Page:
Paul: Isn't it interesting that in the United States, not necessarily uniquely in the world but one of the few countries in the world, where the iPhone has huge market share? You know, when you look at the overall worldwide picture it's 80%, 17 or 14% or whatever, and then the rest is Windows phone mostly. In the United States, iPhone is like 50%.
Mary Jo: Yeah.
Audience member: The price of the iPhone in the US is the same as-
Paul: Is the same. Yeah, because-
Audience member: In Europe it costs like 2 times as much.
Paul: Right, so I think the moves in the United States to get rid of the subsidized smart phones, which is occurring right now and a lot of other things that are going on. You know T-Mobile, which is a very minority position in the United States is changing policies for international calling and international data-
Leo: And growing, as a result.
Paul: Of course, of course. And these are the types of things that trigger change, so we'll see. But the United States is hard because this market is so skewed toward Apple.
Paul: One of the best things about coming to San Francisco for Build is you walk around and everyone has a Windows phone.
Daniel: Yeah, and I've actually noticed over the last two years, that has dramatically change. I remember Build 2-3 years ago and Windows phones weren't seen as much. Now, I see it all over.
Leo: I've got to commend Microsoft for sticking with it because I think 8.1 is really starting to look like a very competitive platform in almost every respect. The only respect you could say it's lagging in is ecosystem. I won't even say apps, I'll say ecosystem. And of course, when you come into a market like the US where there's an entrenched ecosystem of iPhone and secondarily, Android, that is a speed bump. Maybe less of a speed bump in other countries where; a) Nokia is a better known brand and better beloved-
Daniel: That's an issue right there, too. Is Nokia doesn't really mean a whole lot in the US, which a lot of people don't understand.
Leo: Nokia was due but not anymore.
Daniel: Well even so, with Symbian. I never saw Symbian, I've never touched it. So Nokia doesn't have that reputation here, whereas like in other countries, just the name Nokia people will-
Leo: It means smartphone.
Daniel: Oh yeah. So there's that tide that they really really have to fight against.
Leo: And I would guess that you don't have people who have highly invested in Android or Apple ecosystems so there's less of a disincentive to move to a Windows phone. Maybe also, they're buying their first smartphone more than we would be, and as a result, they're less worried about whether FourSquare is on it or not.
Paul: Tell me if you remember this conversation because I don't remember what the context was but somebody said when you look at Windows phone usage in the United States, it's largely centered in the middle of the country.
Mary Jo: Oh really?
Paul: Because in those markets, are not necessarily super interested in the trendy you know, bright white iPhone thing. You can buy a $99 phone or $69 phone and get it off contract. It's kind of interesting and I sort of like that aspect to it in a way because I feel like that is a computing for the rest of us kind of thing.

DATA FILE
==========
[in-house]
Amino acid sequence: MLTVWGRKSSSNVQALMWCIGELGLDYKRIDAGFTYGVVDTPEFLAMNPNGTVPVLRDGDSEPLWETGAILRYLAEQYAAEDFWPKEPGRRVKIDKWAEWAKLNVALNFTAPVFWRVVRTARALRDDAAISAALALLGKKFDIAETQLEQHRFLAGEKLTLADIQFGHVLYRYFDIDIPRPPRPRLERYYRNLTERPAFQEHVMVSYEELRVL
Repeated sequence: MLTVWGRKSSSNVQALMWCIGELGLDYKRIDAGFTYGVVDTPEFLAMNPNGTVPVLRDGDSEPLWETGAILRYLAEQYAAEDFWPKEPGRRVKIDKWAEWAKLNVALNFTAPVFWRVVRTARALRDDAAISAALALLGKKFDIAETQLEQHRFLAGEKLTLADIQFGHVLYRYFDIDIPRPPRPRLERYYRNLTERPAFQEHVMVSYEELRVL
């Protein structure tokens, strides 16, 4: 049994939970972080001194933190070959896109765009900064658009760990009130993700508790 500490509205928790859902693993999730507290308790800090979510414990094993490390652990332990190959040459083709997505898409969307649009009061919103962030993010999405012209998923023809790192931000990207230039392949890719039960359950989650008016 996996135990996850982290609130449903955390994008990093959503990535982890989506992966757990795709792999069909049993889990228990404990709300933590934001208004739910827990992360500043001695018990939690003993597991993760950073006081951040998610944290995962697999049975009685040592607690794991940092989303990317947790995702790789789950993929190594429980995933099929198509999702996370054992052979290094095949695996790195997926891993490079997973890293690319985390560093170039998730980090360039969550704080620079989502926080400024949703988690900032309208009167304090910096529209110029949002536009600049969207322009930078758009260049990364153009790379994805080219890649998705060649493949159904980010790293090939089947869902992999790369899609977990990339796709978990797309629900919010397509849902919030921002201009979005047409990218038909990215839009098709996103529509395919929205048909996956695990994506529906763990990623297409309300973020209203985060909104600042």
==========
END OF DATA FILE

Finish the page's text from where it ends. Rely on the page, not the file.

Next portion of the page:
Daniel: It's a hipster phone.
Mary Jo: It kind of is, which is weird, right?
Leo: I guess that peer pressure is influential in this. Or what looks cool. YamZamen in the chat room says in the Netherlands people actually buy it because it's Nokia.
Mary Jo: Because it's Nokia, right?
Daniel: Yeah, that's a big thing. That's why everybody was worried about the acquisition like, what's going to happen.
Paul: I was always fascinated by Nokia and when they picked up Windows phone I was really excited by that because it's got kind of an interesting quality to it because it's foreign and it's unknown. It's different, and Nokia just has not been a factor in the United States for a long time.
Leo: I think you watch. I think that there is a growing awareness, partly because of Nokia's ad campaigns, they've been very good, of Windows phone and I think Windows phone 8.1 is going to be a tipping point. That's my prediction.
Mary Jo: They've got to figure out the retail experience though, right?
Leo: It's gotten better.
Daniel: It's better but you could still talk to a Verizon employee and they'll be like, yeah but this doesn't have Instagram on it. So there's the reality and then there's the delay and they're still fighting that.
Leo: What major apps are going to be missing when 8.1 comes out? Not Instagram.
Daniel: We're still waiting on FlipBoard.
Leo: I don't think FlipBoard is that important. What about Sonos? That would be a deal breaker for me.
Paul: Throw out 3rd party apps...
Daniel: Yeah but there's a really good 3rd party app called Phonos and Sonos actually did a survey recently with their own customers asking, not only do you want this phone app, but what do you want in it?
Paul: Right. Ultimately, here's what I want in it: I want what's in the iPhone app. So stop asking and just make it.
Mary Jo: Well that's where Marc Whitten went to work is Sonos, right?
Leo: I truly think this is going to be a tipping point. I think that a year from now we're going to look back and say, boy that really was the water shed event.
Daniel: It's going to be Cortana.
Leo: And I say that as an outsider who uses Android. I was with the iPhone since 2007 and this is the first time I'm looking at it and going, you know? That's reached parody.